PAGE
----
Hospital Security: Why Should It Be Priority?

When we think about hospitals, the first thing which usually springs to mind is healing. We think of sick patients, stressed doctors, worried visitors, and unpleasant bodily fluids. Security is often one of the last things we consider, and this is understandable. Hospitals are high-stakes, and patient care must come first.

At the same time, a significant element of prioritizing patients is ensuring their safety and security at all times. There are many high-risk factors which come hand-in-hand with running a busy hospital, and being aware of them allows you to have provisions in place, such as a visiting system, thorough inventory, and easily identifiable contacts. Hospital ID Card Printers can provide identification solution to help manage staff members, while systems and checks help to manage elements such as drug control and equipment. Here are some of the high-risk areas which may be present in your hospital.

Drug Control

By their very nature, hospitals contain a vast variety of drugs, of all strengths, purposes, and types. These are highly controlled for obvious reasons, and it is essential that the correct security is in place to keep these substances safe. This check can be achieved by:

  • Double locked doors with access codes. These codes should only be available to staff who will directly need access to the facility, such as medical professionals with the necessary clearance and authority. These codes should also be changed regularly.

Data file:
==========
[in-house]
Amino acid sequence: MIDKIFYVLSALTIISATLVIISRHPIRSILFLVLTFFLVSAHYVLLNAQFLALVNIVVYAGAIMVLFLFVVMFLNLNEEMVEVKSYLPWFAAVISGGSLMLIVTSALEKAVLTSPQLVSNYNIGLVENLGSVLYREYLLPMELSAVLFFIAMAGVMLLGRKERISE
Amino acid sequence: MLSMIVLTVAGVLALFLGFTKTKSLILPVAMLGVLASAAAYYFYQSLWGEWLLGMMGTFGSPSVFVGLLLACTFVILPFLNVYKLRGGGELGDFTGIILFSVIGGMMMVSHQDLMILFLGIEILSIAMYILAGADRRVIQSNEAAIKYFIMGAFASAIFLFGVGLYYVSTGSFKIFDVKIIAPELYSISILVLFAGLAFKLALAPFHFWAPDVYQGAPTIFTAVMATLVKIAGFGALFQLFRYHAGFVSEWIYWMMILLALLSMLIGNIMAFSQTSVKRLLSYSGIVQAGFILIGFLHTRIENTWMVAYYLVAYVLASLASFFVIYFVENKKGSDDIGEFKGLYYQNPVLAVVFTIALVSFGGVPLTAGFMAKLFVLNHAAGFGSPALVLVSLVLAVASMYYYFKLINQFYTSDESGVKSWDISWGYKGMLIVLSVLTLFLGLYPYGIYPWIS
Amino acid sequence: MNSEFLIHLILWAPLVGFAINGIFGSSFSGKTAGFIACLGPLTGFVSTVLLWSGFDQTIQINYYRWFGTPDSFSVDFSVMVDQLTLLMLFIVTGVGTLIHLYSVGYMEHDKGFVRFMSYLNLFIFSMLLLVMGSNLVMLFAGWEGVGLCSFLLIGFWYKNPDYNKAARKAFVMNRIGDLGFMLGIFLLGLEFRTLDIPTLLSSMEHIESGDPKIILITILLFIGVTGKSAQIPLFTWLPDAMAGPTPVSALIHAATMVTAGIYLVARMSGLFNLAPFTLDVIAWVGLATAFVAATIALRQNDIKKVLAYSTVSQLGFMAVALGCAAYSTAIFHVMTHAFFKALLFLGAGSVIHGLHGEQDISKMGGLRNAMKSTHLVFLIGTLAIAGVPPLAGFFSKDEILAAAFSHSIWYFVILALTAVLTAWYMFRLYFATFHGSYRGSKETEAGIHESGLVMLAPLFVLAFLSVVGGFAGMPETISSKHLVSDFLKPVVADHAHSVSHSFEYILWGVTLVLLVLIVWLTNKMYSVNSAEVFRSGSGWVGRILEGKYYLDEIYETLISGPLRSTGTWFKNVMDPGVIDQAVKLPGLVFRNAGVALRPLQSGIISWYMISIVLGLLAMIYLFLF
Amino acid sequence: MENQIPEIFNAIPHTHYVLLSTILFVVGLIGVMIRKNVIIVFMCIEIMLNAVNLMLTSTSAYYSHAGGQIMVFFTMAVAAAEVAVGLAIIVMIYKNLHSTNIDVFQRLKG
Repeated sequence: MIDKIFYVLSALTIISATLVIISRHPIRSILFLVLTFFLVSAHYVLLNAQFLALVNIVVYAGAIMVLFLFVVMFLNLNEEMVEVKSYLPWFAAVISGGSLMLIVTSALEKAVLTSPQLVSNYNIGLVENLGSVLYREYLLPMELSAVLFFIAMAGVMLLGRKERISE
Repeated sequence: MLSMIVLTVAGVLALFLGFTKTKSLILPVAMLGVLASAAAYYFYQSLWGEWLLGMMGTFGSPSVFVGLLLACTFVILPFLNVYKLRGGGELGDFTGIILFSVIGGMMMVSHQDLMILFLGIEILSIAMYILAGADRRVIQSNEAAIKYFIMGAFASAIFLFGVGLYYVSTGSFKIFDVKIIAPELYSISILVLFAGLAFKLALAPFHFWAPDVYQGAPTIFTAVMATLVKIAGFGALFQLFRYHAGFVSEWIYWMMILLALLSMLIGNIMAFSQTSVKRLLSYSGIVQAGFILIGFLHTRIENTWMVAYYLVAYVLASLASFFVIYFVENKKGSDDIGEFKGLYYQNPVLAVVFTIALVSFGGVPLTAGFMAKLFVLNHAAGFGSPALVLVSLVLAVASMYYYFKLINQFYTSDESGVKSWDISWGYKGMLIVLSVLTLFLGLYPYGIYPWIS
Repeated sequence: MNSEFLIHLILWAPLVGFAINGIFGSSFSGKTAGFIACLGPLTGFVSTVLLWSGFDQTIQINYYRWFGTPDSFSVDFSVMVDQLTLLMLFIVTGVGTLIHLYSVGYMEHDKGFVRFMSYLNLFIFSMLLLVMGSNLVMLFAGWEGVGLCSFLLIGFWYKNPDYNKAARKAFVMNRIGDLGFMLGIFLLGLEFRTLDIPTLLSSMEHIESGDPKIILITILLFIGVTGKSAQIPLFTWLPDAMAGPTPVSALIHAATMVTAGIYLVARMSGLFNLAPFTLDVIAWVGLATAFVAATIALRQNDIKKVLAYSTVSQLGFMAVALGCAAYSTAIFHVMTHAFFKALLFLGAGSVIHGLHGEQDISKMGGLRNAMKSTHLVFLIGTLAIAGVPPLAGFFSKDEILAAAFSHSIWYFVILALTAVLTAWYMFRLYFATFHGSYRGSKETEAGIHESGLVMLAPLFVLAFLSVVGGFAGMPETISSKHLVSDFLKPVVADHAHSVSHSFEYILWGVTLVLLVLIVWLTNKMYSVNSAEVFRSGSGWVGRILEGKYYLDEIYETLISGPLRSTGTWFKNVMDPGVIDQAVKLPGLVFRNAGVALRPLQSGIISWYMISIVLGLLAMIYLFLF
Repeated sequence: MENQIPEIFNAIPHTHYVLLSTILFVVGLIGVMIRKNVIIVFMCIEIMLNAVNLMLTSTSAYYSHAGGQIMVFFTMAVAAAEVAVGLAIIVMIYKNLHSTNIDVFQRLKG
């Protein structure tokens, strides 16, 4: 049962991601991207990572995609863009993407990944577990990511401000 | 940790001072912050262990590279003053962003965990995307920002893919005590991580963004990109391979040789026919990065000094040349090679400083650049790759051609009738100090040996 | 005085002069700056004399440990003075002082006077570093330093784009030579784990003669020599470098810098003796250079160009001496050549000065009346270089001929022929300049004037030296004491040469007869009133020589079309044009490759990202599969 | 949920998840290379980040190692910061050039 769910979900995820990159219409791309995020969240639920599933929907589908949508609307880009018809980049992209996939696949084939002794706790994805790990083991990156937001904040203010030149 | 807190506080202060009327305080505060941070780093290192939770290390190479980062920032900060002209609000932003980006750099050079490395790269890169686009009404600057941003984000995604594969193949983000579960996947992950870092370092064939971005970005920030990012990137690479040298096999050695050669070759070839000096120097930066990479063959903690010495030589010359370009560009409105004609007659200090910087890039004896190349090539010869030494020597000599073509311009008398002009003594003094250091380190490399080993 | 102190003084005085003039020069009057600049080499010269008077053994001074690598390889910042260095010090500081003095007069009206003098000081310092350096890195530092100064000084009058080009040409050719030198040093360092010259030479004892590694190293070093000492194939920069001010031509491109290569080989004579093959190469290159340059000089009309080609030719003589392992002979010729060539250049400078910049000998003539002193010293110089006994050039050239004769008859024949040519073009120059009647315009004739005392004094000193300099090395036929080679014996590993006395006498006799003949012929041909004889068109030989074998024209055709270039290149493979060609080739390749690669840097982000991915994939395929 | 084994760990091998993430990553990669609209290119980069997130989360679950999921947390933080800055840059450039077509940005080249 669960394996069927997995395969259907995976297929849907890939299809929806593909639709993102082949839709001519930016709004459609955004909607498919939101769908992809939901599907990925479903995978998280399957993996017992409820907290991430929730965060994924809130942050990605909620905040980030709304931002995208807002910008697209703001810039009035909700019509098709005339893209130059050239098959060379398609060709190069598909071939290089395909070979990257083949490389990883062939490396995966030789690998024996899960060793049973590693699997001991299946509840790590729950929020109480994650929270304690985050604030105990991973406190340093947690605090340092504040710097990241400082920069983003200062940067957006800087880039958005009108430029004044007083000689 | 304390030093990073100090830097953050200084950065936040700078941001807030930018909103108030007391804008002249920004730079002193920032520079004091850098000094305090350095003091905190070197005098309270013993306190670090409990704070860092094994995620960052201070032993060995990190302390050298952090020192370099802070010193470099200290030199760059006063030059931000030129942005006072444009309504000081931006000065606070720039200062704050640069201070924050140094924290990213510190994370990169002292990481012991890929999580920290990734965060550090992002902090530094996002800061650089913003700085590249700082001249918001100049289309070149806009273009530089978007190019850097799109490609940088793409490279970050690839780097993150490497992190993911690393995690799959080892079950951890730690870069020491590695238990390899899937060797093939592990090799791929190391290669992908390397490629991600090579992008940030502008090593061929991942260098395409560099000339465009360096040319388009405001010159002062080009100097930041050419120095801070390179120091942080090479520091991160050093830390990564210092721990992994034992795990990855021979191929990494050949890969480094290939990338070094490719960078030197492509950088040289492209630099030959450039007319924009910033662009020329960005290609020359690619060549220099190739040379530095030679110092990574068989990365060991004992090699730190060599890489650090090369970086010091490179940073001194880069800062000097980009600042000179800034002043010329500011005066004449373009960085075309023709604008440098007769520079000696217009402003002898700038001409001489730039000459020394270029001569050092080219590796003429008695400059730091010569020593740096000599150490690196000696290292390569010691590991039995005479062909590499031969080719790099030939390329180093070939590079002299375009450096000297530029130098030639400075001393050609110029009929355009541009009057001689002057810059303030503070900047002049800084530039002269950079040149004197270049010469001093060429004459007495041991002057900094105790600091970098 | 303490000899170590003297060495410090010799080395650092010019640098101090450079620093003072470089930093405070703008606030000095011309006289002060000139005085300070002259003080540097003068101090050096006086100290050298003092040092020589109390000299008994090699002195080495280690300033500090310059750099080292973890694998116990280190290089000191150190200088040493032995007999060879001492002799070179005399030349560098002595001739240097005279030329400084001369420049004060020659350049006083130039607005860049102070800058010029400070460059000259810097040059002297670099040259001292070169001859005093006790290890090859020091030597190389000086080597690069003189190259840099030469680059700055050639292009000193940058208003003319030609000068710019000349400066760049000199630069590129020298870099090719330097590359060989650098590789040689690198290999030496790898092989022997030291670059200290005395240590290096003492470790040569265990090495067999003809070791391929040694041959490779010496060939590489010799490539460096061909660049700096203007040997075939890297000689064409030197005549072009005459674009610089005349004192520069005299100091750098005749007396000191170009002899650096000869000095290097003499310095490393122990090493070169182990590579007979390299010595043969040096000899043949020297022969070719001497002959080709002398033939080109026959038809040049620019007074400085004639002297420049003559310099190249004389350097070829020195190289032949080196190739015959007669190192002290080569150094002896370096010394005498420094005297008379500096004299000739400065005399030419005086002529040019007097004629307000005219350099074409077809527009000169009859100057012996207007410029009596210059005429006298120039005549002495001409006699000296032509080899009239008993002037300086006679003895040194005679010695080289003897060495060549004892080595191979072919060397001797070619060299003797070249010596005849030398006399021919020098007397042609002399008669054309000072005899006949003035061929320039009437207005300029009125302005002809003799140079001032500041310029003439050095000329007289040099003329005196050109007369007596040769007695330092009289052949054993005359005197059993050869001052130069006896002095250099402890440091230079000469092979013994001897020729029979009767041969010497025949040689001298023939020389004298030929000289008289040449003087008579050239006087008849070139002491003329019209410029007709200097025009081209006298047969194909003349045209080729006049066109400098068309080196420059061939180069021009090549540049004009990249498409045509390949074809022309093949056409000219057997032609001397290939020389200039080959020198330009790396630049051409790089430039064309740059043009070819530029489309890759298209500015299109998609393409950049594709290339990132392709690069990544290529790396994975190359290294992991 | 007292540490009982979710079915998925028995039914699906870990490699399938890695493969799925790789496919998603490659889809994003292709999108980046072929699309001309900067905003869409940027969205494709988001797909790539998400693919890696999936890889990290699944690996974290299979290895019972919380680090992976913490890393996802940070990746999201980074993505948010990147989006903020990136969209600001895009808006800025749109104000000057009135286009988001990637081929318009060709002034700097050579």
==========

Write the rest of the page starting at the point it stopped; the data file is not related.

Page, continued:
• Sign in/out system. At any time, a member of the team should know exactly what the unit includes. Every medication or substance removed must be documented with details such as what has been taken, how much, by whom, and under which authority. This system allows you to keep track of the stock, and immediately identify any discrepancies or disappearances.
  • Correct training. All staff who need to access drugs must be adequately trained and qualified.

Unauthorized Entry

Hospitals are often confusing places, with a range of departments, hallways, and entry and exit points. These layouts can make it easier for an unauthorized person to gain access to restricted areas. Possible solutions include:

  • ID cards for all staff members. This small change helps to make it easier to identify an intruder, and separate staff from visitors quickly. It can also be helpful for patients, as they can quickly locate a medical professional if required. Patients who are suffering from neurological conditions such as dementia may also be prone to wandering; a form of ID helps to make them stand out amongst general visitors.
  • One main entry point. A reception allows oversight of everyone entering or exiting the premises, and means it is easier to redirect wayward wanderers to their correct destination.
  • Restricted access. Chips, sensors, or codes are essential to prevent unauthorized persons from entering areas such as labs or clinical spaces. This is important for both security and infection control, and it is vital to have some form of restriction in place for areas which can only be entered by those with the recognized clearance.
Adam Hansen